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Are Xanthan Gum & Guar Gum Low FODMAP?

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The Answer: YES! Let’s just get that out of the way. Xanthan gum and guar gum are both low FODMAP. It is recommended that xanthan gum not be ingested in amounts greater than 5g, which is approximately 1 Australian tablespoon. It is suggested that guar gum be consumed in amounts equal to or less than 15 g.

Powdered xantham gum in bowl and measuring spoon.
Photo credit: Dédé Wilson from FODMAP Everyday®.

In an effort to help you understand the ins and outs of the low FODMAP diet we will be presenting articles that focus on particular ingredients.

Sometimes we discuss items that are high in FODMAPs and at other times the focus will be on those that are low. And every now and then there are ingredients that are confusing – like gums, both xanthan gum and guar gum.

Note that recipes might call for an amount of either xanthan gum or guar gum, but when you consume the serving size of the recipe as suggested, you are consuming a fraction of the gums.

Gums & The Low FODMAP Diet: What You Need to Know

There are folks with IBS and other digestive issues who react negatively to gums. They can cause digestive distress in some people and in those cases they should be avoided, however, the issue in not FODMAPs.

What Are Xanthan Gum & Guar Gum?

First, let’s talk about what they are. Guar gum is a naturally derived substance hailing from a plant (Cyamopsis tetragonoloba), known as guar or cluster bean.

Shutterstock_2039375822Photo credit_ Asimm Graphics via Shutterstock.
Photo credit_ Asimm Graphics via Shutterstock.

Xanthan gum is produced very differently. Xanthan gum is made from a bacterial fermentation process, which is perhaps why people assume it must be high FODMAP. That fermentation word! Xanthan gum derives its name from Xanthomonas campestris, which is combined with sugar to start a fermentation process.

The result is harvested and made into the powdered xanthan gum that we can buy as an additive. Interestingly, even though the sugar can be derived from corn, soy or wheat, no gluten is present even if it is derived from wheat, which is how the Bob’s Red Mill Xanthan Gum is made; we use this one in the Test Kitchen.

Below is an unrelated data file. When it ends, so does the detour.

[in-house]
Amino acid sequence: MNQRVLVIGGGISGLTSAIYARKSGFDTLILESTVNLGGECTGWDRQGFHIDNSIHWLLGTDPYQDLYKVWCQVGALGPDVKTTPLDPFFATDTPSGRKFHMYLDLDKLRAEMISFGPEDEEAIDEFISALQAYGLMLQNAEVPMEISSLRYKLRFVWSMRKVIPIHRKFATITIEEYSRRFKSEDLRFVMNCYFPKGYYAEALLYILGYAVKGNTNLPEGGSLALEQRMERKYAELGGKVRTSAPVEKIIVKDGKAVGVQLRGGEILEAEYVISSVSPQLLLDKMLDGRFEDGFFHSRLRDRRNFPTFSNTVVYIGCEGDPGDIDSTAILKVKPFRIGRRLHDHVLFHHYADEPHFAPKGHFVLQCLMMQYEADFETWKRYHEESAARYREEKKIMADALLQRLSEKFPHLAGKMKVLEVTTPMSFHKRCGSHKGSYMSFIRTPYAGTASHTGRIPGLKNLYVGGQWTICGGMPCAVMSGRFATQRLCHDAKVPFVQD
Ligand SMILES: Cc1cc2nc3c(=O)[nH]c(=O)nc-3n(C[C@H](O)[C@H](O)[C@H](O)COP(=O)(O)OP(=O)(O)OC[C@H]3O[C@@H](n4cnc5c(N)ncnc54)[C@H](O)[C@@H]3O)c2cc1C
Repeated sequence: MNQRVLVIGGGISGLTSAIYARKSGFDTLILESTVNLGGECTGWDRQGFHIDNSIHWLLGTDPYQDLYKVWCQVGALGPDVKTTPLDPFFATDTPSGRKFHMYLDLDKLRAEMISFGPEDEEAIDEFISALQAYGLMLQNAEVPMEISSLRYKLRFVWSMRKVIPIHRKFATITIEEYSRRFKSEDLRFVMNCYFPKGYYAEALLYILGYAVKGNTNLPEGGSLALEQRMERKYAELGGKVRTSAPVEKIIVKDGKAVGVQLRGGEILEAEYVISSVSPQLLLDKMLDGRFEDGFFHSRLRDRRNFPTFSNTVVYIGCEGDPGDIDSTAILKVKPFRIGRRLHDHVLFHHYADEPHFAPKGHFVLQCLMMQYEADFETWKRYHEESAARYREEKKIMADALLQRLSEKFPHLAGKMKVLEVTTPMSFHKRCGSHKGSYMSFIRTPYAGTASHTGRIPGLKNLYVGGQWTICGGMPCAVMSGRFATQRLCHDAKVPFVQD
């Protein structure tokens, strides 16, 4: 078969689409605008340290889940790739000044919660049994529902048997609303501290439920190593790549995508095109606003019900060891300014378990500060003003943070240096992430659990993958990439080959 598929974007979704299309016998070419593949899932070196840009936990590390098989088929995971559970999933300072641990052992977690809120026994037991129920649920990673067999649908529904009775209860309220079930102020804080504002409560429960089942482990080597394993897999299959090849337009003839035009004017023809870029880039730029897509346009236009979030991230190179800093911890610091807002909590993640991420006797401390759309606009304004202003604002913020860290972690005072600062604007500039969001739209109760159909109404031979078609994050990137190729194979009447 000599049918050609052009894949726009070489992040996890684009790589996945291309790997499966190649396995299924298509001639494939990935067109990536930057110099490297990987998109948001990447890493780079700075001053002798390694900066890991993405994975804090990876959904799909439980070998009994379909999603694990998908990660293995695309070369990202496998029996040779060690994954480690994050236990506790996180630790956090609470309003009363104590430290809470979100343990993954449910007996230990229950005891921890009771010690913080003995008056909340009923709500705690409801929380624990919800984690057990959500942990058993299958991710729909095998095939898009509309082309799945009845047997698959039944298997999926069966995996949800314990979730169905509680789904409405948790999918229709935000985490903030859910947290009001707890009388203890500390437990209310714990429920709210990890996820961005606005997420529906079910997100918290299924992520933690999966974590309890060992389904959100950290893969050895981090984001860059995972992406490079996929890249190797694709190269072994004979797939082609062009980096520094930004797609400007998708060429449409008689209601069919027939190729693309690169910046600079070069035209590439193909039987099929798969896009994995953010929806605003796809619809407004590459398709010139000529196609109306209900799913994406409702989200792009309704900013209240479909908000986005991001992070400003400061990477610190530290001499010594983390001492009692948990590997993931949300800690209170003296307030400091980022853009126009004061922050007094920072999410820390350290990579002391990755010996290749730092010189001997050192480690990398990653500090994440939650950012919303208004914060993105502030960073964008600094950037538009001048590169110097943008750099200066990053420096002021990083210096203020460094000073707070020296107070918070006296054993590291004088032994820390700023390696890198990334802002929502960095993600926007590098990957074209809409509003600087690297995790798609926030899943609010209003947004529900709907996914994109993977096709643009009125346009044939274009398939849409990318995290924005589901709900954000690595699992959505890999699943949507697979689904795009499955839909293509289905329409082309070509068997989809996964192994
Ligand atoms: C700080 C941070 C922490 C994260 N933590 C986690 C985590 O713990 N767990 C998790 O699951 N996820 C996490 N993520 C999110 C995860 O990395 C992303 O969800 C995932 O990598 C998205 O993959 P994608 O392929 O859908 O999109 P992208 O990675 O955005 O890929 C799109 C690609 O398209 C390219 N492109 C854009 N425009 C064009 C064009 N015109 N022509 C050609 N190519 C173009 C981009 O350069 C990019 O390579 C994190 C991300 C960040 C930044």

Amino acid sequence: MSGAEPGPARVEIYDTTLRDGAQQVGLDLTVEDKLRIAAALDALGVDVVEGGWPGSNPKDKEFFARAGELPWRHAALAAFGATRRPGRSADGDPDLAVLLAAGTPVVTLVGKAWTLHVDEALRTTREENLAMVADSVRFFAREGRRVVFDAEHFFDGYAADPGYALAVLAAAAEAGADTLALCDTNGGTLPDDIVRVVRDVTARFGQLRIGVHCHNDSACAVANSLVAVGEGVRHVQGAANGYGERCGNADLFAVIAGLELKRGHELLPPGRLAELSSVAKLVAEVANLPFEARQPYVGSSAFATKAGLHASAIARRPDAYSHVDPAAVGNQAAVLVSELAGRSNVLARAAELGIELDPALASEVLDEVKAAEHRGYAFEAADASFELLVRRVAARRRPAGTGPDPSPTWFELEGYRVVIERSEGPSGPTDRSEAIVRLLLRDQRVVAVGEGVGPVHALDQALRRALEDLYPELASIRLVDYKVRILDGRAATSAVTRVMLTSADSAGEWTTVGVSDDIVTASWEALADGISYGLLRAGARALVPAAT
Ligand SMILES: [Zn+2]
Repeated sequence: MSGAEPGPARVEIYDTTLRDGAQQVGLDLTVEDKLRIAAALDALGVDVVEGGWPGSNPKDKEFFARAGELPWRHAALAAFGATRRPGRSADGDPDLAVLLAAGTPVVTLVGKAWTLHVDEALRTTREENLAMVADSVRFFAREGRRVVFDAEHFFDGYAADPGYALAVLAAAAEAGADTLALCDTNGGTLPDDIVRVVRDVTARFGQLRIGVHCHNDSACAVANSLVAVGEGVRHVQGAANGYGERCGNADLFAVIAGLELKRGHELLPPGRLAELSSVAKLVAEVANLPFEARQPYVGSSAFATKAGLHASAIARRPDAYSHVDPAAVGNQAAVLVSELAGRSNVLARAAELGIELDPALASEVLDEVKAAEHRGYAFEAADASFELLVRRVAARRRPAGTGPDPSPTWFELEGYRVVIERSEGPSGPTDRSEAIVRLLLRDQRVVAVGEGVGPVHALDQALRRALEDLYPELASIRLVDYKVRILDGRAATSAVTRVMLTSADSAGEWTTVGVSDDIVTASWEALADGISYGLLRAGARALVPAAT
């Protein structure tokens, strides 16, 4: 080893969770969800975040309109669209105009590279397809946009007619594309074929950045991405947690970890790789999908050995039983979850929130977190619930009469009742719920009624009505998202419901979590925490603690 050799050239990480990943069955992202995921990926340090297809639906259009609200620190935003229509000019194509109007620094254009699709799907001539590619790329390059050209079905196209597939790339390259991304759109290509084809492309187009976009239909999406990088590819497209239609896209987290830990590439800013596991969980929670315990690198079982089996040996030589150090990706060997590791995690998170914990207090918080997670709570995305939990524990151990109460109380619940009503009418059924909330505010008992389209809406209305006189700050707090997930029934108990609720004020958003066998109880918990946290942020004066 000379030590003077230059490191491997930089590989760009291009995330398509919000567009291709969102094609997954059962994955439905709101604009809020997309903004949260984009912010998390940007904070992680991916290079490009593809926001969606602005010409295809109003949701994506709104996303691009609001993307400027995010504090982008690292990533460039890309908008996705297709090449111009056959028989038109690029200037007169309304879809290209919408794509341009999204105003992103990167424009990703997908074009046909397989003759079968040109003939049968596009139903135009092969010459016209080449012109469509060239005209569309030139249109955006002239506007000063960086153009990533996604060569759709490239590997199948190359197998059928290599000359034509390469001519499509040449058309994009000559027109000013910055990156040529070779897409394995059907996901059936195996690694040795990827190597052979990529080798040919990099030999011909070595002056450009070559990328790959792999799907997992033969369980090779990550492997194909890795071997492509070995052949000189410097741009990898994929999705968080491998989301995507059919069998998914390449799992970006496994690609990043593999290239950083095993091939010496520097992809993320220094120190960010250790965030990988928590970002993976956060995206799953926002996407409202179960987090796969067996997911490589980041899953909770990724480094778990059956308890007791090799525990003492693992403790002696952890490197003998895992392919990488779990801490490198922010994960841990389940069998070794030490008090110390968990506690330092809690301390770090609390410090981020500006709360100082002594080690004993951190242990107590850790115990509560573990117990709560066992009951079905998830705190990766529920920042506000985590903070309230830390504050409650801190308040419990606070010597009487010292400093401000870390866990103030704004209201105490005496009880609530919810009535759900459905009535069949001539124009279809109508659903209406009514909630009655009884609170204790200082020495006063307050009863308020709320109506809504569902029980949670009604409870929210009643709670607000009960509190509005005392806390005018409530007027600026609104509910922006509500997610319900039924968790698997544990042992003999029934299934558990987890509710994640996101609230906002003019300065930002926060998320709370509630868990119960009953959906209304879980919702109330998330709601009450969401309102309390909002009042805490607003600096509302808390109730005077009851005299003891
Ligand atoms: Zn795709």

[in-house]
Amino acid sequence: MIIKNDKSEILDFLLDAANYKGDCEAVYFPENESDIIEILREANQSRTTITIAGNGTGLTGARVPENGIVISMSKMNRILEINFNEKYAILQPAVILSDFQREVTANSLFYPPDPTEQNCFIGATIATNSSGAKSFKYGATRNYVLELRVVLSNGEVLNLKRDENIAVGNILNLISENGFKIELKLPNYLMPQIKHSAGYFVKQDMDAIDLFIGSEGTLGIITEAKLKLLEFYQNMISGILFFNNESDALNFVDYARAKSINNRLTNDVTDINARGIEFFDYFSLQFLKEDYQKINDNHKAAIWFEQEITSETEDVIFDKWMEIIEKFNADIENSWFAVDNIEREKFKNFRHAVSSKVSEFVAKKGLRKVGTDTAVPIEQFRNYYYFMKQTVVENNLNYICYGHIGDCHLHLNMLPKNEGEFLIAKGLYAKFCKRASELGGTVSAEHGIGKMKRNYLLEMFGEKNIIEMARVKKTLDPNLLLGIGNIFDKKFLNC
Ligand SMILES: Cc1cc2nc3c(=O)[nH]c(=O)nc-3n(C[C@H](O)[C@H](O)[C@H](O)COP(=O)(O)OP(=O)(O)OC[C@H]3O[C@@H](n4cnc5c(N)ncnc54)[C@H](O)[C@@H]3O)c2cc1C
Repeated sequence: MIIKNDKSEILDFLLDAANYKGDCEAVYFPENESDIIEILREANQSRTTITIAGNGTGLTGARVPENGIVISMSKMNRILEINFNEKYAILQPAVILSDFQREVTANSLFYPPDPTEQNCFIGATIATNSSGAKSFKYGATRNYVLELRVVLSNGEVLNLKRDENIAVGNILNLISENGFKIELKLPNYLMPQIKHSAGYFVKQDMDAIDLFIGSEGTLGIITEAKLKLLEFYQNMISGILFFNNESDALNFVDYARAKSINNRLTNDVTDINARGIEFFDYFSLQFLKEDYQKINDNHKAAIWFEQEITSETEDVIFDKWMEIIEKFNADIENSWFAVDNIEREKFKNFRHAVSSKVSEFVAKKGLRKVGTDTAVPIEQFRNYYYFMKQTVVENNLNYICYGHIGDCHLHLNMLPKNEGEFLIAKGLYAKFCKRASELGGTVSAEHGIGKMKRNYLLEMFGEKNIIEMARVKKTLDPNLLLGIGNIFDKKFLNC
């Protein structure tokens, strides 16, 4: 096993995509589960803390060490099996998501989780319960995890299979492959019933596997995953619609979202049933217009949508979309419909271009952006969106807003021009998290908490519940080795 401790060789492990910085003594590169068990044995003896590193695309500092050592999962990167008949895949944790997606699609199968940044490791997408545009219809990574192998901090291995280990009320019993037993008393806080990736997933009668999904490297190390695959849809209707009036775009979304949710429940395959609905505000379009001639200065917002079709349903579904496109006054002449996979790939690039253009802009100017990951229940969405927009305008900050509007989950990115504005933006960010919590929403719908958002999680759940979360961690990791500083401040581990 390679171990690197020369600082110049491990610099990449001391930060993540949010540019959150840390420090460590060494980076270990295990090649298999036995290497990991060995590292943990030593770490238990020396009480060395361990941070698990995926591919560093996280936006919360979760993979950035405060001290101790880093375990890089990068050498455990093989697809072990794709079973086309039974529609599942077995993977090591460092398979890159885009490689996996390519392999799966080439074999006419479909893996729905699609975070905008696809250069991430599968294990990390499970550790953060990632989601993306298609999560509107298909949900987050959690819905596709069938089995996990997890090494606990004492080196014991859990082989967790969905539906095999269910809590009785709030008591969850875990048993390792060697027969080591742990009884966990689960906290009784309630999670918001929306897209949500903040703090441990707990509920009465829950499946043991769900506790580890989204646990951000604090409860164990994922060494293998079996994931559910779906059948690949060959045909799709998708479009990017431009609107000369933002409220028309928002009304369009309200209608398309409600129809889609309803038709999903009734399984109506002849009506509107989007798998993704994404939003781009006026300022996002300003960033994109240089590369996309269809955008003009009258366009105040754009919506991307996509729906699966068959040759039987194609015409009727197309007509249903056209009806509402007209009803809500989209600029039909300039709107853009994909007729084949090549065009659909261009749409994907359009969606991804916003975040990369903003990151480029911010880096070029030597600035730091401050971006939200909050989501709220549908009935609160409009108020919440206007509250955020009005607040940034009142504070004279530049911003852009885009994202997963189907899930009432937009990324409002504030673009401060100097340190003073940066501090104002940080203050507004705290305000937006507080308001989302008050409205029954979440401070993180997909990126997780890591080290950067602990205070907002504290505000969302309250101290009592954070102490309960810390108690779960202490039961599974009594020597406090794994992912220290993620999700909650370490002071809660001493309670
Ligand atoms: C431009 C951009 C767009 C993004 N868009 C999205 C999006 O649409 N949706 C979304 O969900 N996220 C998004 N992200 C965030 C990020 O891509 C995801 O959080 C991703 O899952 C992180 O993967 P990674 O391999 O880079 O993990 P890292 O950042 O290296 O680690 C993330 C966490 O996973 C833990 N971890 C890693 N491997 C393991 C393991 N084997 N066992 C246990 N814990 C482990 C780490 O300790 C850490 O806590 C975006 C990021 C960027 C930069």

These gums are used in many commercially produced food products, ranging from ice cream and yogurt, to baked goods, salad dressings, sauces and beyond. They provide thickening and emulsifying properties and improve the texture in gluten-free baked goods, in particular.

We say “improve” meaning that they help gluten-free flours act more like traditional flours and the resulting baked goods end up being more similar to their gluten containing versions. Although this is not foolproof, you will see guar gum in many refrigerated and frozen products, whereas xanthan gum is more often found in baked goods.

Are Xanthan Gum & Guar Gum Safe?

The USDA allows both of these gums to be used in foods aimed at human consumption. That is their definition, and our definition, of “safe”.

That said if one or the other, or both, cause you digestive upset, don’t use them. This does not mean they are “unsafe”, but rather, that your digestion does not do well with them.

Please read our article, FODMAPs are not “Unsafe”.

I like the results that I get in my gluten-free baked goods when I use flour blends that include xanthan gum and the recipes in our Test Kitchen use Bob’s Red Mill 1 to 1 Baking Flour, which contains it.

Shutterstock_2012366264Photo credit_ Yushchuk Myroslava of xanthan gum via shutterstock.
Photo credit_ Yushchuk Myroslava of xanthan gum via shutterstock.

Can I Make FODMAP Everyday® Recipes without Gums?

Baking recipes are particular. Think about it. If you make your Grandma’s meatloaf and you want to add some extra thyme, the recipe will still work. With baking, the recipe developer has taken very specific ratios into account. You can’t just add more or less sugar or more or less baking powder without a fairly drastic change.

And by drastic change we mean you risk the recipe not working at all. That said, some recipes have more “tolerance” than others. This means they can be tinkered with and still survive. An example would be making chocolate chip cookies and deciding to add a little more or a little less of the chocolate chips.

The recipe will work. It just won’t be the same. The yield will be thrown off, the baking time might be skewed, their look and texture would vary – but they’d still probably be edible.

You can try making our recipes with whatever low FODMAP flour you like, just know that we cannot vouch for the results, as you will be changing the ratios and therefore the recipe.

You might want to read our article about how to choose low FODMAP flours.

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